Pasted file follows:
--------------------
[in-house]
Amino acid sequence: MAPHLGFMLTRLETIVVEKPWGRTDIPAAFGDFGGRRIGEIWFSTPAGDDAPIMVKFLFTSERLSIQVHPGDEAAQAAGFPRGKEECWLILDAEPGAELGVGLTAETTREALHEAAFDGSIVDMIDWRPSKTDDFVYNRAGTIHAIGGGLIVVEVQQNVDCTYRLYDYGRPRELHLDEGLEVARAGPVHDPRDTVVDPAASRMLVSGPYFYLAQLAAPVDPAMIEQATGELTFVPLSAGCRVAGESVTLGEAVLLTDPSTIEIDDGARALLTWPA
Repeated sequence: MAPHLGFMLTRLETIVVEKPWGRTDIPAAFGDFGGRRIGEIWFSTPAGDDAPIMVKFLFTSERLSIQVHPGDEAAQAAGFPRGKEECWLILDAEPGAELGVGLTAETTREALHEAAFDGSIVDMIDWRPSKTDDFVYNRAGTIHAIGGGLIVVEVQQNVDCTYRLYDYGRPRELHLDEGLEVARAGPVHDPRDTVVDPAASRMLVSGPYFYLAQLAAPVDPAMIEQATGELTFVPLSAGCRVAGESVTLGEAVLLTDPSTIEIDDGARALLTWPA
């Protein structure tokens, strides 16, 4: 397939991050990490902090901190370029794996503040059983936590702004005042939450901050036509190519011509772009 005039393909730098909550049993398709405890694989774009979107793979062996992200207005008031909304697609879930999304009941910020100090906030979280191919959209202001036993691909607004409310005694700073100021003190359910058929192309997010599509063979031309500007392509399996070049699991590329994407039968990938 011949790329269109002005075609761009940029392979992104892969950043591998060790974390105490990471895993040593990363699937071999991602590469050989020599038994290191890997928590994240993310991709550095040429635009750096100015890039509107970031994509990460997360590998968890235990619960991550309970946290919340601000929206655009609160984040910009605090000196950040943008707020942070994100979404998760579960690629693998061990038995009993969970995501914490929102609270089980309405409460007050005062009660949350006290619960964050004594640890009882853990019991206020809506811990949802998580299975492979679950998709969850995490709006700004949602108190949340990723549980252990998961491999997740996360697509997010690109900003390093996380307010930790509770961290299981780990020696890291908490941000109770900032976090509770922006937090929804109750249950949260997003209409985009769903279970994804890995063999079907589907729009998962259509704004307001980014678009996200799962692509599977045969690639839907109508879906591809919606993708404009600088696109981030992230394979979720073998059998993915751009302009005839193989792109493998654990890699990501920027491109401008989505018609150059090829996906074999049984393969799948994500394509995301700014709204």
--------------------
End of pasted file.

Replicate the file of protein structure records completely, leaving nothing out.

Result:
[in-house]
Amino acid sequence: MAPHLGFMLTRLETIVVEKPWGRTDIPAAFGDFGGRRIGEIWFSTPAGDDAPIMVKFLFTSERLSIQVHPGDEAAQAAGFPRGKEECWLILDAEPGAELGVGLTAETTREALHEAAFDGSIVDMIDWRPSKTDDFVYNRAGTIHAIGGGLIVVEVQQNVDCTYRLYDYGRPRELHLDEGLEVARAGPVHDPRDTVVDPAASRMLVSGPYFYLAQLAAPVDPAMIEQATGELTFVPLSAGCRVAGESVTLGEAVLLTDPSTIEIDDGARALLTWPA
Repeated sequence: MAPHLGFMLTRLETIVVEKPWGRTDIPAAFGDFGGRRIGEIWFSTPAGDDAPIMVKFLFTSERLSIQVHPGDEAAQAAGFPRGKEECWLILDAEPGAELGVGLTAETTREALHEAAFDGSIVDMIDWRPSKTDDFVYNRAGTIHAIGGGLIVVEVQQNVDCTYRLYDYGRPRELHLDEGLEVARAGPVHDPRDTVVDPAASRMLVSGPYFYLAQLAAPVDPAMIEQATGELTFVPLSAGCRVAGESVTLGEAVLLTDPSTIEIDDGARALLTWPA
């Protein structure tokens, strides 16, 4: 397939991050990490902090901190370029794996503040059983936590702004005042939450901050036509190519011509772009 005039393909730098909550049993398709405890694989774009979107793979062996992200207005008031909304697609879930999304009941910020100090906030979280191919959209202001036993691909607004409310005694700073100021003190359910058929192309997010599509063979031309500007392509399996070049699991590329994407039968990938 011949790329269109002005075609761009940029392979992104892969950043591998060790974390105490990471895993040593990363699937071999991602590469050989020599038994290191890997928590994240993310991709550095040429635009750096100015890039509107970031994509990460997360590998968890235990619960991550309970946290919340601000929206655009609160984040910009605090000196950040943008707020942070994100979404998760579960690629693998061990038995009993969970995501914490929102609270089980309405409460007050005062009660949350006290619960964050004594640890009882853990019991206020809506811990949802998580299975492979679950998709969850995490709006700004949602108190949340990723549980252990998961491999997740996360697509997010690109900003390093996380307010930790509770961290299981780990020696890291908490941000109770900032976090509770922006937090929804109750249950949260997003209409985009769903279970994804890995063999079907589907729009998962259509704004307001980014678009996200799962692509599977045969690639839907109508879906591809919606993708404009600088696109981030992230394979979720073998059998993915751009302009005839193989792109493998654990890699990501920027491109401008989505018609150059090829996906074999049984393969799948994500394509995301700014709204």